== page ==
Ocular involvement and visual impact of VHL disease

Ocular VHL disease typically occurs as retinal capillary hemangioblastomas (RCHs) found either in the peripheral retina and/or the juxtapapillary region. Visual loss from RCHs is generally caused by exudation from the tumor, causing retinal edema, or by tractional effects, in which glial proliferation on the surface of the tumor induces retinal striae and distortion [2]. Treatment traditionally involves physical tumor disruption by modalities such as laser photocoagulation, cryotherapy, photodynamic therapy and radiation, or by surgical excision [16]. The efficacy and applicability of treatment are very much influenced by location of the RCH; treatments that can be successfully directed at RCHs in the peripheral retina cannot be safely applied to juxtapapillary RCHs without damage to the optic nerve, with ensuing vision loss [17, 18].

Definitive treatment and counseling of individual patients with ocular VHL benefit from the understanding of a well-characterized natural history of VHL-associated RCHs for a balanced prognosis for visual function. Quantitative clinical characterizations of ocular VHL have been challenged by the small size of available case series and non-representative sampling from ophthalmic practices. In a collaborative study with the National Cancer Institute [19*], we have recently assembled a large collection of 890 patients that have undergone detailed multi-specialty evaluations in a single clinical center and confirmed to have clinically definite VHL disease according to the criteria of Melmon and Rosen [3]. These patients were recruited throughout the US and Canada and are referred because of systemic findings, rather than presenting with ocular symptoms. Almost all (98.1%) of these patients were also confirmed to have a germline mutation in the VHL gene.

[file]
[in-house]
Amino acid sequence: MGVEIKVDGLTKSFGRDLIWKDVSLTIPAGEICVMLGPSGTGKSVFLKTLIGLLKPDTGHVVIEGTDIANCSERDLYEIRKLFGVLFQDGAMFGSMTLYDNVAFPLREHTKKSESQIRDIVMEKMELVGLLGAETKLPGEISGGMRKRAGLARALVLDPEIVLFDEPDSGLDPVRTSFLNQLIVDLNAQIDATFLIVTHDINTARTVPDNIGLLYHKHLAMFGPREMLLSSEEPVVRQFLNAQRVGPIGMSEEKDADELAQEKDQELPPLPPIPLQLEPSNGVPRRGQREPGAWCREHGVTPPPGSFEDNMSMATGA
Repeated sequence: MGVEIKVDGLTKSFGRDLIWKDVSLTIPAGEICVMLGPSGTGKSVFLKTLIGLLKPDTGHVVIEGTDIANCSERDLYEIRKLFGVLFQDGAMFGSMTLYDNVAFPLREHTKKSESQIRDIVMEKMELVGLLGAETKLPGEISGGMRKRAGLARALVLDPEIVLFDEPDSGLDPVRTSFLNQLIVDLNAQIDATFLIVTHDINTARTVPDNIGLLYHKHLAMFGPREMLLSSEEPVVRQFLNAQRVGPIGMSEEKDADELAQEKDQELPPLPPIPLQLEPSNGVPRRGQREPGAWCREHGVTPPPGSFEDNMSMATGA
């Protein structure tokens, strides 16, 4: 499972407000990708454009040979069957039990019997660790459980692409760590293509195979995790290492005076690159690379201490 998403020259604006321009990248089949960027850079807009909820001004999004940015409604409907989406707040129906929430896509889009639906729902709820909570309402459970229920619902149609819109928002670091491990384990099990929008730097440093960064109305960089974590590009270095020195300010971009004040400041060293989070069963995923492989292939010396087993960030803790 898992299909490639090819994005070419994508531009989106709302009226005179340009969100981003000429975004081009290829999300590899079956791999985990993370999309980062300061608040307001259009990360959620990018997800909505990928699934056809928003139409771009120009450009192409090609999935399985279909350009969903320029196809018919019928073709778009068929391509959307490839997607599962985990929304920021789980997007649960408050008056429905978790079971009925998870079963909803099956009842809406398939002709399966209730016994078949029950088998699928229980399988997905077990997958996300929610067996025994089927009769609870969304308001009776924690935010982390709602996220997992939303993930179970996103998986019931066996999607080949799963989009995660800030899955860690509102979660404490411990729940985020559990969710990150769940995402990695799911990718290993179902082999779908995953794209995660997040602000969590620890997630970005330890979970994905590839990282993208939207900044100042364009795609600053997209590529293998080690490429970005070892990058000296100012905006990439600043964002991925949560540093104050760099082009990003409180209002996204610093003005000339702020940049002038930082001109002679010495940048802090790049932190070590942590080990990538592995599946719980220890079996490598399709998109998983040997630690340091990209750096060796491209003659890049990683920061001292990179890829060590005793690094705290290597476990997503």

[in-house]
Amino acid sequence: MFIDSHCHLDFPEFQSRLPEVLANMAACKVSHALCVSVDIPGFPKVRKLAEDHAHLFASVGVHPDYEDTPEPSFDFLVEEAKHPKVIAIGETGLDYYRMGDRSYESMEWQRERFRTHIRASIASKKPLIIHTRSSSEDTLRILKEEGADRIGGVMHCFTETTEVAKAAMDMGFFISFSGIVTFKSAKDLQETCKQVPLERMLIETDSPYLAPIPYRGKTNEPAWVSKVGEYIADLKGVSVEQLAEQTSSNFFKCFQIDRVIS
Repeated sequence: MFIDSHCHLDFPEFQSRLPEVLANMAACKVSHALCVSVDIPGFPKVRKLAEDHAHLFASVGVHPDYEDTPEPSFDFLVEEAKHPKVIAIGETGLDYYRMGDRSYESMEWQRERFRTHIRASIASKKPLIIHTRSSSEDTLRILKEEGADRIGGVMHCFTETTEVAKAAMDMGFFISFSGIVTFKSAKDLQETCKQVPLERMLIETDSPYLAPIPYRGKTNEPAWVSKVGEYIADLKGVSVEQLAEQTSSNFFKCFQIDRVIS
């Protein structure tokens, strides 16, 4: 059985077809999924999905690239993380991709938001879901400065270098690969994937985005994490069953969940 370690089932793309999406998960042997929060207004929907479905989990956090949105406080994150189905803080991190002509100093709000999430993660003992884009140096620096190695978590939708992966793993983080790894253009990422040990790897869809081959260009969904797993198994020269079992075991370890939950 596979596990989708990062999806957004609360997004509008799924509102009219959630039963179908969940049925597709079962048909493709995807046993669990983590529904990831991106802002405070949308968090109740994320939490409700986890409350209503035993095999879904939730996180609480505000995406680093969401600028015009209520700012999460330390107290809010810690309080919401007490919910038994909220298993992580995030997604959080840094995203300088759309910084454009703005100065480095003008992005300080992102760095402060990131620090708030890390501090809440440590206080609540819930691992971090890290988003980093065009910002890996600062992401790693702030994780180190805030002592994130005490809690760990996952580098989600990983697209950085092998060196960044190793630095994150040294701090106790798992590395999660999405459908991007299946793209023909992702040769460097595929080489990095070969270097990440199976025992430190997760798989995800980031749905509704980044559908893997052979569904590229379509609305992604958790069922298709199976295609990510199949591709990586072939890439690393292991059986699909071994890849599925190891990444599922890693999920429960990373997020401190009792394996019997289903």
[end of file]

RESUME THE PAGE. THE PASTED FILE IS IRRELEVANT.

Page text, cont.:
In this cross-sectional study, we found that about 37% of patients with definite VHL disease have ocular involvement in the form of RCH, an estimate lower than found in previous series [2]. About 58% of patients with ocular VHL had bilateral involvement. Of eyes with visible RCHs, about 5 out of 6 eyes had RCHs only in the peripheral retina; 1 out 12 had RCHs in only the juxtapapillary region, while the remainder had RCHs in both locations. Interestingly, while tumor number did not increase significantly as a function of age, the risk of vision loss was found to increase with age, as was found in a another cross-sectional series [20]. The risk of severe vision loss also increased with the presence of juxtapapillary lesions and increasing peripheral tumor number and extent.